Moving to Malta from the UK

Villetta, Malta
Villetta, Malta

Capital City: Valletta
Population: 514,564
Official language: Maltese and English
Commonly spoken languages: Italian
Currency: Euro
Exchange rate to pound: €1.11 = £1

With its Mediterranean climate, Malta is a dream come true for many Brits who wish to escape the typical British weather. The country, located even further south than Italy, offers mild winters and hot, hot summers. 

Being in the EU, Malta is the smallest, but it is also a developed country with a strong economy and advanced infrastructure. Additionally, Malta offers an abundance of historical and architectural monuments, unique natural diversity and numerous recreational areas. 

The country’s appeal to expats from all over the world is undoubted and indisputable. Many Brits also choose it as a relocation spot. However, there’s more you need to know before moving to Malta from the UK, and you can find it in this post. 

Where to live in Malta 

Moving to Malta from the UK means deciding on the city first. The country doesn’t have a huge population but the populated areas are concentrated and seem crowded. The climate also differs a bit depending on which part of the country you live in. For example, the internal cities are hotter than the ones on the seaside.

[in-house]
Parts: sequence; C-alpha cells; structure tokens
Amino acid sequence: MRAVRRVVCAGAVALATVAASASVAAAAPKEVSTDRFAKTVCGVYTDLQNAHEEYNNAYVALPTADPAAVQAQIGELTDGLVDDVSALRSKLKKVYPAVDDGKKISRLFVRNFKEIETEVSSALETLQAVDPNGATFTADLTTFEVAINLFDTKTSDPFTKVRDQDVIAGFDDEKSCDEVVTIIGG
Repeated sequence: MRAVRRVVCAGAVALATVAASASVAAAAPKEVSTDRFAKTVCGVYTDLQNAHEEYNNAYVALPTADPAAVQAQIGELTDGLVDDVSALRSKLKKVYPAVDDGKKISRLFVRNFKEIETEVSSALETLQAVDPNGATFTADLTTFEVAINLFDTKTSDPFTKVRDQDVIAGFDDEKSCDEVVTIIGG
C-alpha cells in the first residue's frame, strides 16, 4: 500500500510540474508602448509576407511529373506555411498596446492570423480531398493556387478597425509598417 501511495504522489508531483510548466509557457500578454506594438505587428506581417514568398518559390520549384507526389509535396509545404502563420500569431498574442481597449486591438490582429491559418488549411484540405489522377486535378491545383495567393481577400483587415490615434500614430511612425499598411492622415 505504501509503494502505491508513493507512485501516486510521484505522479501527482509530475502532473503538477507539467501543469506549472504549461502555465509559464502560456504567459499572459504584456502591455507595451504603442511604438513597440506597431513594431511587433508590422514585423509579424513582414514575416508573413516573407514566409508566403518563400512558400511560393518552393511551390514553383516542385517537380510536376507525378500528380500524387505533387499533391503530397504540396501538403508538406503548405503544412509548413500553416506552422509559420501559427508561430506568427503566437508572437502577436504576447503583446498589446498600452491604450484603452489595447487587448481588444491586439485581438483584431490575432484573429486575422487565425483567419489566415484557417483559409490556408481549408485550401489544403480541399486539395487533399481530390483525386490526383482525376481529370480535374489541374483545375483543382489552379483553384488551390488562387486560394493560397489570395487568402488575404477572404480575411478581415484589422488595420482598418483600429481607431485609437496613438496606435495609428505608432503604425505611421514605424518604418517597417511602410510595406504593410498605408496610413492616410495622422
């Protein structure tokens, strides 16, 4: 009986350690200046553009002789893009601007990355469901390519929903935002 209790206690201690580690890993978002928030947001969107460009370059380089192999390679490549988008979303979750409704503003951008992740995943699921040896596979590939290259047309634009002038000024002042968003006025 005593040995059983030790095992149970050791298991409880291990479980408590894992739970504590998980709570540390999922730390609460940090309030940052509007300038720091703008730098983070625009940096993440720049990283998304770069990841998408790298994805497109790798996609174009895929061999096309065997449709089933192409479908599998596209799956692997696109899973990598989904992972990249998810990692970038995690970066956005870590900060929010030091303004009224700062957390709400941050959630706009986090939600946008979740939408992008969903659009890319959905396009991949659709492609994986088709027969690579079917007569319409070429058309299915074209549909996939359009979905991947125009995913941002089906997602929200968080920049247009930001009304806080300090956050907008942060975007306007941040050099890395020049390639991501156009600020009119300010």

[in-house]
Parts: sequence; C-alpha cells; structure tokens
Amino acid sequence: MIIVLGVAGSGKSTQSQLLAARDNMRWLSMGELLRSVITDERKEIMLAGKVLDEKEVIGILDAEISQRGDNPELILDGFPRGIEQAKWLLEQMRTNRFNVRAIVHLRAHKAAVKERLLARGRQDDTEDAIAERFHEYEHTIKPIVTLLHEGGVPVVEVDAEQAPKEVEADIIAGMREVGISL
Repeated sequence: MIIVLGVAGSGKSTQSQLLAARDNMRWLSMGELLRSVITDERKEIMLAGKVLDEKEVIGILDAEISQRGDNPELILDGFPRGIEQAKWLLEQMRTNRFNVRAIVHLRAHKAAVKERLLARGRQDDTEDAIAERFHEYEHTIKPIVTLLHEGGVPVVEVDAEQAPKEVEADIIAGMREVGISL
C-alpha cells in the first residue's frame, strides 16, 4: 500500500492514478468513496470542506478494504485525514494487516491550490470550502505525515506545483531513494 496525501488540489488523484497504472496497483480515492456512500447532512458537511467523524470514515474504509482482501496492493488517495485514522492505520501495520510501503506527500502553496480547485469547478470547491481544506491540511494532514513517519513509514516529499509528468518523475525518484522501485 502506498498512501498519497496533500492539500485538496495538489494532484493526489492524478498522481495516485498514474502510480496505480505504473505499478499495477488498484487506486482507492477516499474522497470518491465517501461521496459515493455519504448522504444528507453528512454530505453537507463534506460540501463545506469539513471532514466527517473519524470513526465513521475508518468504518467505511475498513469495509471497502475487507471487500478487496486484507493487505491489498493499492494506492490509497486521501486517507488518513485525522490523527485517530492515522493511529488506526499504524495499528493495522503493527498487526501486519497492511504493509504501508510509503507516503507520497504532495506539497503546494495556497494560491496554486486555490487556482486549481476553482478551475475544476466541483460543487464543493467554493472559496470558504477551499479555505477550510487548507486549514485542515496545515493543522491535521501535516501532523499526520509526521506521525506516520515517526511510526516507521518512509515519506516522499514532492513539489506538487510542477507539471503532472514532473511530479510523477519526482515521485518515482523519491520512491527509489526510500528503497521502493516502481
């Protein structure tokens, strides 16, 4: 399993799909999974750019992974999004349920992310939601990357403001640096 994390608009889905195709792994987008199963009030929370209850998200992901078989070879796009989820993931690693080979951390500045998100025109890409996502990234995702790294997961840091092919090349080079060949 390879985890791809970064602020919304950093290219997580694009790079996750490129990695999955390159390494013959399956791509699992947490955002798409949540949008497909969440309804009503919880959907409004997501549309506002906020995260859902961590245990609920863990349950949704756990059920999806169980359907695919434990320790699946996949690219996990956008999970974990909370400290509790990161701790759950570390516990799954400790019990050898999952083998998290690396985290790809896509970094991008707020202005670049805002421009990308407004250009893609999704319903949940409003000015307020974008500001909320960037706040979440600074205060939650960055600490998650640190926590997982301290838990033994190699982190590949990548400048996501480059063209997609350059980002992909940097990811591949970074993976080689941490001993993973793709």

We’ve collected some of the top cities in which people move to in Malta:

Valletta

This is naturally the most sought-after relocation destination for most people. Choosing to live in the capital means living in the heart of the country. Valletta was the 2018 European Capital of Culture. In the capital, you can find an abundance of cultural activities and heaps of historic heritage. You will never get bored in this city. Plus, it is the financial capital of Malta as well, and finding work isn’t very difficult. 

St Paul’s Bay

Located in the northern part of Malta, the city is in close proximity to the country’s major beaches Golden Bay, Mellieha Bay and Paradise Bay. It is also only a short distance away from the island of Gozo.

Sliema

The city offers a vibrant nightlife and is ideal for young expats who want to meet new people quickly. Sliema is a short ferry ride from Valletta, so you can visit the capital as often as you want to.